Good morning, Broadsheet readers! Nellie Liang steps out of the running for a spot on the Fed board, we learn about the “godmother of Title IX,” and one bank’s gender pay gap is getting worse. Have a wonderful Wednesday.
• A gender pay gap grows. When the U.K. forced large companies to start reporting their gender pay gaps, there was skepticism (including from yours truly) about whether a name-and-shame approach alone would work.
The mandate, after all, does not require companies with gender pay gaps to narrow them. Would a ‘carrot’ of saving face be enough to trigger real progress?
This week we got a clue that the answer is, perhaps, no. HSBC updated its gender gap data and reported figures that were even worse than its first filing. Its median pay gap grew to 30% from 29%. The mean divide showed women at HSBC earning 61% less than men, worse than their 59% deficit last year. What’s more, female employees made up 33% of the bank’s top quartile of highest-paid employees this time around, down from 34%.
In a statement accompanying the new data, HSBC says it’s “confident” in its approach to pay. “If we identify any pay differences between men and women in similar roles, which cannot be explained by reasons such as performance/behavior rating or experience, we make appropriate adjustment,” the statement said. Even before the new filing, HSBC had the biggest gap among U.K. banks; the new data shows that, even after disclosure, it’d grown.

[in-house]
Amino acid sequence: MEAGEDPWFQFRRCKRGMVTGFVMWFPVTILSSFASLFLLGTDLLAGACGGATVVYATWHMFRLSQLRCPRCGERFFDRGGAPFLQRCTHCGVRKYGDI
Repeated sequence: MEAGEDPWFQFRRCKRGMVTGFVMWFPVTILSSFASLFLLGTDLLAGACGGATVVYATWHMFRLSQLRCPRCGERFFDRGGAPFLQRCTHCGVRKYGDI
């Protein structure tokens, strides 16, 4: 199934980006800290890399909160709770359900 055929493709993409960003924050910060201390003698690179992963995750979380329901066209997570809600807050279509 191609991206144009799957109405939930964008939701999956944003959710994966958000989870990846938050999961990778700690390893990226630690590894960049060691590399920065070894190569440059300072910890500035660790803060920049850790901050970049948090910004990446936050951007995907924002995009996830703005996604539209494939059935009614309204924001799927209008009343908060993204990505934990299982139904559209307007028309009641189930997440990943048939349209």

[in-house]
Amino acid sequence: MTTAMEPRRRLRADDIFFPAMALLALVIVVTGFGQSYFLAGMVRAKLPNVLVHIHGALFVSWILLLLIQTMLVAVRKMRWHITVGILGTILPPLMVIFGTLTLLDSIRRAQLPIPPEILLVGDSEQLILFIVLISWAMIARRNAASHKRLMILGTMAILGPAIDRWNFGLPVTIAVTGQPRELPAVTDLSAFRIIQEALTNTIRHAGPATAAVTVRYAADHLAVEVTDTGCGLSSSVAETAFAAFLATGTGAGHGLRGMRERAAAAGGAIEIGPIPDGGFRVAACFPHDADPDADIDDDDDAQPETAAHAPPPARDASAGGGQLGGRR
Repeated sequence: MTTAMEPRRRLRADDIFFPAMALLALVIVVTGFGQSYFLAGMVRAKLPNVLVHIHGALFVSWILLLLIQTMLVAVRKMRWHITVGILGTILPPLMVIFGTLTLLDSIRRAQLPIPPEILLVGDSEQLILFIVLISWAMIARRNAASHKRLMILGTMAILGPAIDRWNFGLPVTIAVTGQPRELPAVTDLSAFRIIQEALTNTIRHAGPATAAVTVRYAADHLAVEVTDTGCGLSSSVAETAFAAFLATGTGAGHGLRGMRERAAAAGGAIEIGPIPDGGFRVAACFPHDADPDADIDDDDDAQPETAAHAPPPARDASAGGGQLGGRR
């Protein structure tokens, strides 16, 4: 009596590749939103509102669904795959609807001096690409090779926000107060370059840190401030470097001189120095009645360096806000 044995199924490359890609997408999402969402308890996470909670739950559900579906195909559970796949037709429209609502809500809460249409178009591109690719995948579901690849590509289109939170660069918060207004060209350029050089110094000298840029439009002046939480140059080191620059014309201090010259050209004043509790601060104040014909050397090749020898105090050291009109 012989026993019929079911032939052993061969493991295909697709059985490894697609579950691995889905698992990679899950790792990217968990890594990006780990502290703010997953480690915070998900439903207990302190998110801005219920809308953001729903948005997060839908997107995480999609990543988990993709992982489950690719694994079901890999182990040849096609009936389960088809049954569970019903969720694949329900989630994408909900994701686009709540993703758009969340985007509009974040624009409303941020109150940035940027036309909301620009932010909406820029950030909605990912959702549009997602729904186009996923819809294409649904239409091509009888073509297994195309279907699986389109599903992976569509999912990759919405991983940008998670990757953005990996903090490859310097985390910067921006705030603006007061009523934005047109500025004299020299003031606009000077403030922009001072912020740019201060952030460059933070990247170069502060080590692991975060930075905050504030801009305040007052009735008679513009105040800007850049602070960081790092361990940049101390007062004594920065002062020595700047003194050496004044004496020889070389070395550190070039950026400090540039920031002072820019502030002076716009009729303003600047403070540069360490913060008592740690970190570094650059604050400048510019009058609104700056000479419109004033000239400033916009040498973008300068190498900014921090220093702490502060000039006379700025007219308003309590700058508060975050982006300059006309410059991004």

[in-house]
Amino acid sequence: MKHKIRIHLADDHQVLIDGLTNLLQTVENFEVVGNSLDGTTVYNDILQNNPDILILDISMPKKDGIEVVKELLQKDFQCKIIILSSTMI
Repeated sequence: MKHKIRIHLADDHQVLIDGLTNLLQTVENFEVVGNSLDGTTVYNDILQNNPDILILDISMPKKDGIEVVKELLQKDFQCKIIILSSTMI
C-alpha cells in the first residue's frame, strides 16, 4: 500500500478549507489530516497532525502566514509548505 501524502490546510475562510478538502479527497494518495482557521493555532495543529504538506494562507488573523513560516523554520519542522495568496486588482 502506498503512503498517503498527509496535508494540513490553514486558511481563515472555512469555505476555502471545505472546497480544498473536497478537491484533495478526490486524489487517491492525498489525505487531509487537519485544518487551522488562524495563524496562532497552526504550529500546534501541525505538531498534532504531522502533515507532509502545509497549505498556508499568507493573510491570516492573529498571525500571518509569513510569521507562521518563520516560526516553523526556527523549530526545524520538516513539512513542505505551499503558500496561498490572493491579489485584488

So much for public humiliation as a motivating factor.
All told, more than 10,000 U.K. companies complied with Britain’s new reporting requirement as of April last year, revealing a median pay gap of 9.7% between women and men across the participating firms.
The U.K. government has fielded all sorts of criticism over the reporting rules—like, for instance, that they exempt the pay of (mostly male) partners at large law and consulting firms—but lawmakers overseeing the project are standing by what they say is a “groundbreaking” approach. They’ve vowed to hold off on amending the guidelines for five years.
The U.K. is not alone in targeting the gap. The start of the year saw France enact a requirement that companies report their gender pay gaps. If one exists, firms have three years to fix it or else face a fine of 1% of total payroll. But given HSBC’s regression this week, it’s no wonder that countries taking fresh stabs at the problem—compared to the U.K.—are using more ‘stick.’
ALSO IN THE HEADLINES
• Playing the long game. Women get more out of their stock options than men do, exercising those options more slowly and reaping the benefits, according to a 10-year study.
• 23andLark. 23andMe, led by Anne Wojcicki, is teaming up with another female-founded company, Julia Hu’s Lark Health, to integrate weight-loss coaching with its DNA testing. Lark is an AI coaching service, and it’ll incorporate weight-related genetic information from 23andMe.